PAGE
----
Eventually they succeed. The people capture him and bring him before the leading authorities, and he doesn’t get away. Thinking that swords and torches will be needed they come armed to the hilt, but little do they know that he will remain defenseless. He will remain completely defenseless except for one thing, that one thing he’d had from the beginning: the truth. He holds in his power the truth about God’s almighty love and forgiveness and the truth about their brokenness. As it turns out, that is all that he’ll need to respond to their false accusations and their fear of his agenda.

The representative of the occupying Roman power, Pontius Pilate, is left to question him in his headquarters in Jerusalem and there we see in stark relief just how different these two kingdoms are. The one that Pilate embodies—that is, the one that Pilate and all the Herods and Pharaohs and chief priests and Nazareth and townspeople are party to—is the one that uses swords and torches and violence and bombs and drones and boundaries to influence people and bring them under control. These kingdoms occasionally bring peace and justice, occasionally grant freedom to the captives and hope to the poor, but overall they operate in a world that is broken and afraid and doesn’t always know how to admit it, that they’re methods are incomplete.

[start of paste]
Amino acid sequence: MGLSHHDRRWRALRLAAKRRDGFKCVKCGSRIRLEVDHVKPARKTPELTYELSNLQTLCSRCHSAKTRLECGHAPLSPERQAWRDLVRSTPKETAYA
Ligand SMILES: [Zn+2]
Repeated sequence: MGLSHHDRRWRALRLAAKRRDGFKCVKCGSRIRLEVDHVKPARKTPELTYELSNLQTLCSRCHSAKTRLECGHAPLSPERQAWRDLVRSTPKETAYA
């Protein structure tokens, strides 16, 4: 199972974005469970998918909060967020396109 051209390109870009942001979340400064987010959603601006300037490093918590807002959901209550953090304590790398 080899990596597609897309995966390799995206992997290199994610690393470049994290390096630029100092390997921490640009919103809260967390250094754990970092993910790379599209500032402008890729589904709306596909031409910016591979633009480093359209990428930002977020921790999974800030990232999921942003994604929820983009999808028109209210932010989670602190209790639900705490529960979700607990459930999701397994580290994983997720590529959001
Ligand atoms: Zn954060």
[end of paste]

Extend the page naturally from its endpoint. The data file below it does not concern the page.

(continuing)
The kingdom Jesus lifts up, the one he has represented since he was just a little child, operates according to God’s love. Like God’s mercy, it has no real boundaries, but is always fluctuating, always growing, albeit sometimes with painful slowness. Like God’s compassion, Jesus’ kingdom will always be reaching to pull more people in, rather than push people out.

And that basically sums it up. We could go on, but clearly time with Pilate is running out. The people want this whole episode over, just as they’ve wanted it over ever since Jesus began preaching about it. The truth is too much. They don’t like it. They don’t believe it, and so they do what they know always silences the truth. They nail this King of the Jews to a cross.

Except…it doesn’t silence it this time. This time God changes the course of history, raising up this man and making him victorious over all those attempts to push him out. The Scriptures tell us that Jesus returns, he speaks and preaches a little more to his disciples, and then sends them the Holy Spirit before returning to the place where he began at the foundation of the earth, robed in majesty, and girded with strength at the right hand of his Father.

We are told that we will see him again, in all his glory, and when that time comes, it will be his turn to capture us and all of God’s people. At that point it won’t be about us getting a hold of the truth, but about the truth finally getting a hold on us. The full splendor of God’s glory will spread over all of the universe, and things—all actions, all intentions—will be named for what they are.